Bahraini distance runner Shitaye Eshete (© Getty Images)
The 36th Osaka Women’s Marathon, an IAAF Silver Label Road Race, is one of four qualifying races to select the Japanese team for the IAAF World Championships London 2017, so much of the attention will be directed towards the domestic field on Sunday (29).
Leading the international challenge hoping to command some of that spotlight will be Shitaye Eshete of Bahrain, who arrives with a lifetime best of 2:25:36 set at last year’s Dubai Marathon. Although she didn’t finish the Rio 2016 Olympic race in August, Eshete’s stated goal of a sub-2:20 performance isn’t unrealistic, given her 30:47.27 personal best over 10,000m. The 26-year-old was sixth over the shorter distance at the 2011 and 2013 World Championships and at the 2012 Olympic Games.
Ito looking to bounce back from Rio disappointment
Eshete’s ambitions notwithstanding, the focus will clearly fall on the domestic battle as all four spots for Japan’s London-bound team are still up for grabs. Indeed, with no Japanese meeting qualification criteria at last year’s Hokkaido and Saitama marathons, the race for London selection remains wide open.
Three Japanese with sub-2:25 credentials will be on the line on Sunday: Risa Shigetomo, Mari Ozaki and Mai Ito. Some see the latter, who finished seventh at the 2015 world championships, as the favourite. Ito clocked her 2:24:42 personal best in Nagoya two years ago, but struggled in Rio where she finished 46th after coming down with a stress fracture in her left foot just before the Games.
Shigetomo clocked her lifetime best of 2:23:23 at this race in 2012 and was later selected for the 2012 Olympic squad. Ditto in 2015 when she clocked 2:26:39, her second best effort, to earn a spot on that year’s world championship team. This year, in her fifth Osaka appearance, the 29-year-old is gunning for a personal best.
Ozaki’s best was of 2:23:30 was set in 2003; she clocked 2:32:43 in Paris Marathon last year, her most recent appearance, suggesting it’s unlikely the 41-year-old will be in contention for a London spot.
Yuko Watanabe and Misato Horie, with bests of 2:25:56 and 2:26:40 respectively, are the next two fastest Japanese. Horie, 29, was second in Osaka last year while Watanabe produced her lifetime best at this race in 2013.
Two young runners who’ll be hoping to rise to the occasion are 25-years-old Misaki Kato, who has run 2:31:04 and 24-year-old Aya Higashimoto, who’s clocked 2:31:28. After making her debut in Osaka last January Kato recorded personal bests at both 5000m (15:23.98) and 10,000m (31:59.72) so could be ready for a breakthrough. Her goal for Sunday is to crack 2:25.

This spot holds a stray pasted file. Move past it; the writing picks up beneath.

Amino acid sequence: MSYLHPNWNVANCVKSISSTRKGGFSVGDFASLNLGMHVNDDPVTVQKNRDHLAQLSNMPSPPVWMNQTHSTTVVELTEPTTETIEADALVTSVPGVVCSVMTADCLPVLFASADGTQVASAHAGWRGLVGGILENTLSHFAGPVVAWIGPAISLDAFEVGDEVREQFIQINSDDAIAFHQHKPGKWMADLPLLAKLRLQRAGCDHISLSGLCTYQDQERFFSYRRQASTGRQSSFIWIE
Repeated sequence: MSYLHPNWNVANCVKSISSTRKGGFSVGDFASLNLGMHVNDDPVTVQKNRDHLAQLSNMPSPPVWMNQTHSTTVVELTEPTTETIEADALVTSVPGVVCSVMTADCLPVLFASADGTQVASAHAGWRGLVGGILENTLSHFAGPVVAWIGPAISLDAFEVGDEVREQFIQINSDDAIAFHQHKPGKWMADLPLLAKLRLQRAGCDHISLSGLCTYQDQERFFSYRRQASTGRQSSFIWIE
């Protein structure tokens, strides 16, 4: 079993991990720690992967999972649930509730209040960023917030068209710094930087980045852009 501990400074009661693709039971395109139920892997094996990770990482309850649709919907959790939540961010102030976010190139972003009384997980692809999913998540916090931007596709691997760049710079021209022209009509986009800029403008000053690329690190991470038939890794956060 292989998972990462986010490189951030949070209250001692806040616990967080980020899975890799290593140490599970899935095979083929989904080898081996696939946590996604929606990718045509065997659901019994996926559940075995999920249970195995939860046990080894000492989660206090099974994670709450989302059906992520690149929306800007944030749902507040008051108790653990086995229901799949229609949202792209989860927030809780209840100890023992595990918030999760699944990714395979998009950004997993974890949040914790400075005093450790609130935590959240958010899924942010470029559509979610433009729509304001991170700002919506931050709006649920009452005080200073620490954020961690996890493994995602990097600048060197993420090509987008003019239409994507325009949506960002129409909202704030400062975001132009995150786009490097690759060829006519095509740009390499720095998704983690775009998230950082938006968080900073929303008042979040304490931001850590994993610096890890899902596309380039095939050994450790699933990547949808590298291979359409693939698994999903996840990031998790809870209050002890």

Tanaka to make debut
With the Japanese running scene currently in transition, fans are awaiting the emergence of a new star. That could be 26-year-old Hanae Tanaka who’ll be making her marathon debut. Tanaka, who raced to silver at the 2011 World University Games in the half marathon and has a 1:09:18 best over the distance, is coached by Sachiko Yamashita, the 1991 world championships silver medallist. More recently Yamashita guided Yoshimi Ozaki to world championships silver in 2009.
The fastest marathon debut time by a Japanese? 2:21:51 by Naoko Sakamoto at this race in 2003.
Other international contenders include Iwona Lewandowska of Poland who has a best of 2:27:47 from the 2015 London Marathon; Serena Burla of the USA, who clocked 2:28:01 in Amsterdam four years ago; and Ethiopian Muluhabt Tsega, who set her 2:29:17 lifetime best in Beirut in 2015.
Ken Nakamura for the IAAF
Risa Shigetomo (JPN) 2:23:23
Mari Ozaki (JPN) 2:23:30
Mai Ito (JPN) 2:24:42
Shitaye Eshete (BRN) 2:25:36
Yuko Watanabe (JPN) 2:25:56
Misato Horie (JPN) 2:26:40
Iwona Lewandowska (POL) 2:27:47
Serena Burla (USA) 2:28:01
Risa Takenaka (JPN) 2:28:09
Kaori Yoshida (JPN) 2:28:43
Muluhabt Tsega (ETH) 2:29:17
Jin Lingling (CHN) 2:30:27
Yuka Takemoto (JPN) 2:31:02
Misaki Kato (JPN) 2:31:04
Aya Higashimoto (JPN) 2:31:28
Hiroko Miyauchi (JPN) 2:32:20
Cassie Fien (AUS) 2:33:17
Munkhzaya Bayartsogt (MGL) 2:33:31
Hanae Tanaka (JPN) debut